All news from ENT

Common Painkillers Improves Survival For Head And Neck Cancer Patients

Regular use of a common type of medication, such as aspirin and ibuprofen, significantly improves survival for a third or more patients with head and neck cancer, a new study led by UC San Francisco has found. Non-steroidal anti-inflammatory drugs, or NSAIDs, improved the overall five-year survival rate from 25% to 78% for patients whose cancer contained a specific altered gene, known as PIK3CA, the researchers reported.

The Secret Life of Flesh-eating Bacteria: Researchers Unveil

Using a tool first used for strep throat in horses, Houston Methodist researchers unveiled the secret life of flesh-eating bacteria and learned how it causes severe disease while living deep within muscle. The team focused on necrotizing myositis, a devastating human infection with a very high mortality rate. Caused by group A streptococcus, this flesh-eating disease attacks the muscle, resulting in death up to 50 percent of the time and often leaves survivors with severe deformities and missing limbs.

A Hormone That's Commonly Linked To Heart Disease

A hormone found in the blood that's commonly linked to heart disease also might signal when someone is more likely to grow weaker or lose their ability to balance before they're 70. People in their early 60s with higher-than-normal levels of brain natriuretic peptide, or BNP, walked slower and were less able to raise themselves from a chair and balance on one leg up to nine years later, according to a study by British researchers published Tuesday in the American Heart Association's journal Circulation.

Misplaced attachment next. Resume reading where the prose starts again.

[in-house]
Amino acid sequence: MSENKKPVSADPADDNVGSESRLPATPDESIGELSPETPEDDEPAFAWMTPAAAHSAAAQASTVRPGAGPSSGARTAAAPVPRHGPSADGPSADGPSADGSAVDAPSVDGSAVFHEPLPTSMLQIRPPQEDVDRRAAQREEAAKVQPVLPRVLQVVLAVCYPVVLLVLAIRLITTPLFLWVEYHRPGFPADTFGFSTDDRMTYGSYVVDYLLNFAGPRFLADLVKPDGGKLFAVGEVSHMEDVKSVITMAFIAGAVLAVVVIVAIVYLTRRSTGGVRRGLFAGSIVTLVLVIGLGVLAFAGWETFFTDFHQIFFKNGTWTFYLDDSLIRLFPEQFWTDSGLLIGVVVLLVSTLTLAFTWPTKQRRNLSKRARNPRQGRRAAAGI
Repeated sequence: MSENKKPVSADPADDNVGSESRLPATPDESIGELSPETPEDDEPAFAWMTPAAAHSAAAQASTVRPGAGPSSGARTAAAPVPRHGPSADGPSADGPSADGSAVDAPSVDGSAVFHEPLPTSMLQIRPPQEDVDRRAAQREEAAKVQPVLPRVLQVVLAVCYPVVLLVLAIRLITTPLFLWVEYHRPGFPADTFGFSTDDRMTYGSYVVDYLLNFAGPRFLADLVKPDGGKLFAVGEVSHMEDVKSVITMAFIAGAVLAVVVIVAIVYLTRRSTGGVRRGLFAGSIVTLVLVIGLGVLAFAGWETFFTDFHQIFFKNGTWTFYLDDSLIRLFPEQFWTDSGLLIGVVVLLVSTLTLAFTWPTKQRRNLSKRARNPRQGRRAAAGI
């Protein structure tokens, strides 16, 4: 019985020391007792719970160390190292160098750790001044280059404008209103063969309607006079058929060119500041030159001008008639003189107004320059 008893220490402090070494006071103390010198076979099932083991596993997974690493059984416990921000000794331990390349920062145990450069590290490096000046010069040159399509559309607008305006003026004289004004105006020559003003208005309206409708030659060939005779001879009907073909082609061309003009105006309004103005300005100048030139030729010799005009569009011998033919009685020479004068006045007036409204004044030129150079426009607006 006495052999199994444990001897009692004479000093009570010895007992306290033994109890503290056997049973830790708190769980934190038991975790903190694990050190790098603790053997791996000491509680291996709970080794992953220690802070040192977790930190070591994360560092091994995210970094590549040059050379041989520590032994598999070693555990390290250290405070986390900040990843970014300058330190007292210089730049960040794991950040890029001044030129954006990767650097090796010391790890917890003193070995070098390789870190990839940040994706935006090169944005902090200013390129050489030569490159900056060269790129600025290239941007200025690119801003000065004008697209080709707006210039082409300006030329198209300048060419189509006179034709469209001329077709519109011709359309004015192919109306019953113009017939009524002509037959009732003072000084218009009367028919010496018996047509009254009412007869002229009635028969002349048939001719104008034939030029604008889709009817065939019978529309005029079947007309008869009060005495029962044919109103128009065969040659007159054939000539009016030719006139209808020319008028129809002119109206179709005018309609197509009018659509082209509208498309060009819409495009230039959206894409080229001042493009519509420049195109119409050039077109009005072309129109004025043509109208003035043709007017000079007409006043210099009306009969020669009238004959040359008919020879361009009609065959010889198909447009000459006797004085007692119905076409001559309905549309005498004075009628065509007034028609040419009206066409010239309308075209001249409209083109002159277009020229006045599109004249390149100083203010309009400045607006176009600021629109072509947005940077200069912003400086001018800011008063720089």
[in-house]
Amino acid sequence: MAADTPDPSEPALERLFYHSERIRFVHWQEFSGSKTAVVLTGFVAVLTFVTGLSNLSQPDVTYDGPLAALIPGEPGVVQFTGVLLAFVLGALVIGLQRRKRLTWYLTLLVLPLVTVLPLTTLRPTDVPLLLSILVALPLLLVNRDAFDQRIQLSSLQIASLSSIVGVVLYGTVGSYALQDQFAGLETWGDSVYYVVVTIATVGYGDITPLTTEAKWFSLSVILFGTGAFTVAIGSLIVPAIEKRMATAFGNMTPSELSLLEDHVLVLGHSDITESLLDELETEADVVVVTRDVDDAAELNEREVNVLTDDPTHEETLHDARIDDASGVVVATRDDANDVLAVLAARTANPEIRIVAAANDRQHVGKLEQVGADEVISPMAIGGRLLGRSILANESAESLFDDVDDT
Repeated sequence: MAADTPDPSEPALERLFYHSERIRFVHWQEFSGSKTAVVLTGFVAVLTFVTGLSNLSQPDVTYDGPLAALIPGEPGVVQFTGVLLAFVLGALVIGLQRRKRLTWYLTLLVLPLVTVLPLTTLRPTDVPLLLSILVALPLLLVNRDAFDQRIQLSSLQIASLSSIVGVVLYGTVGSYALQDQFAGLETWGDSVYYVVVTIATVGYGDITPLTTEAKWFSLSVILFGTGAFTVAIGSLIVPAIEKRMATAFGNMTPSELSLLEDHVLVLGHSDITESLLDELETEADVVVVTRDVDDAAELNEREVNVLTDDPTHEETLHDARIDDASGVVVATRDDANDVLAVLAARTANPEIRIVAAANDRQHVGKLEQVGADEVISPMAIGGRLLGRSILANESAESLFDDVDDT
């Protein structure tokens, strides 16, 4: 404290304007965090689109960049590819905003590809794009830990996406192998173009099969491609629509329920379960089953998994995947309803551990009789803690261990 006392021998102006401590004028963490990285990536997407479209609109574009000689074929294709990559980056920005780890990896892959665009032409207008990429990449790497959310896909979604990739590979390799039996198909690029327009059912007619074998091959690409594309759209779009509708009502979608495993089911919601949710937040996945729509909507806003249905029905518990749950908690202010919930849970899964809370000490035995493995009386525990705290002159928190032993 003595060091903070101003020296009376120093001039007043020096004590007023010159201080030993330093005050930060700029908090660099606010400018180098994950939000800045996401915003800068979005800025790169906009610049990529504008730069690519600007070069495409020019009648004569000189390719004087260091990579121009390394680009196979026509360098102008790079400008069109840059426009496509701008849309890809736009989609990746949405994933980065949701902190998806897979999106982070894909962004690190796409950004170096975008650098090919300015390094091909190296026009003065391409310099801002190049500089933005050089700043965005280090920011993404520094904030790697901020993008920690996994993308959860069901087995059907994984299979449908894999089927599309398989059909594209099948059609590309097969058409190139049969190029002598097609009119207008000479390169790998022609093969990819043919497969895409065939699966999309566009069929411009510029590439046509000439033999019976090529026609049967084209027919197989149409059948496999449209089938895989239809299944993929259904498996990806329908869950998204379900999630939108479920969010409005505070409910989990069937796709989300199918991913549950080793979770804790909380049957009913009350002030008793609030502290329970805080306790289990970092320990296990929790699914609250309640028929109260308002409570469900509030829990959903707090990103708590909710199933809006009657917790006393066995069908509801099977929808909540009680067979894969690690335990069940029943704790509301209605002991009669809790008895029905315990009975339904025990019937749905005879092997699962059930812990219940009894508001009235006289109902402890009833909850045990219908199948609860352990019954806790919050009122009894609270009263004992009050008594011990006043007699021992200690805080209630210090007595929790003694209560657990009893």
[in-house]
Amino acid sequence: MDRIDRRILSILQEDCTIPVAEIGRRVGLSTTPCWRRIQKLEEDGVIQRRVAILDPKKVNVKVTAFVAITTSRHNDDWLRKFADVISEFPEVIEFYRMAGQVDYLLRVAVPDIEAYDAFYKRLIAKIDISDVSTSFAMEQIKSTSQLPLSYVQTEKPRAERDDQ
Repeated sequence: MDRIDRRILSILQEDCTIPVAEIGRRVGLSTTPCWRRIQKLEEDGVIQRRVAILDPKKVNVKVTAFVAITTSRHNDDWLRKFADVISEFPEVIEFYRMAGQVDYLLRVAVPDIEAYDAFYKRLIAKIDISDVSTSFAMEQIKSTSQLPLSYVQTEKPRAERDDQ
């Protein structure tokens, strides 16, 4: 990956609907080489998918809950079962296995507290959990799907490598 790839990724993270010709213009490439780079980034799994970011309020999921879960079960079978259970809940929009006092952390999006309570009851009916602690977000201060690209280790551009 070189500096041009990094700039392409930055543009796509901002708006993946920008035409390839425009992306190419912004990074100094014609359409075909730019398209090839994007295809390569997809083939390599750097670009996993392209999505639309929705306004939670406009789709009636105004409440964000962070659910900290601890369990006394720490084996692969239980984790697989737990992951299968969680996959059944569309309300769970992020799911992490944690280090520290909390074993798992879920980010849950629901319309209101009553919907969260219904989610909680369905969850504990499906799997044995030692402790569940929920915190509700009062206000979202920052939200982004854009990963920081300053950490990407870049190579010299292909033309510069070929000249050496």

Identity Of New Long-Lasting Malaria Vaccine

Malaria vaccines lose their effectiveness in the short term.  A new vaccine approach to protecting people from malaria is offering promising results against the parasite that impacted 219 million people, leading to 435,000 deaths. About 1,700 cases of malaria are diagnosed in the United States each year, says the World Health Organization (WHO).

New Skin Test Detects Prion Infection Before Symptoms Appear

Prions can infect both humans and animals, causing Creutzfeldt-Jakob disease (CJD) in humans, mad cow disease in cattle, and chronic wasting disease in elk and deer. The infectious, misfolded protein particles often go undetected as they destroy brain tissue, causing memory loss, mobility issues, and ultimately death. Preclinical detection of prions has proven difficult, but new research suggests skin samples hold early signs of prion disease that precede neurologic symptoms.

Pathogen Testing: By Computer Program

An innovative computer program could be a big help for food safety professionals working to keep production facilities free of food-borne pathogens. Cornell University scientists have developed a computer program, Environmental Monitoring With an Agent-Based Model of Listeria, to simulate the most probable locations in a processing facility where the deadly food-borne pathogen Listeria monocytogenes might be found.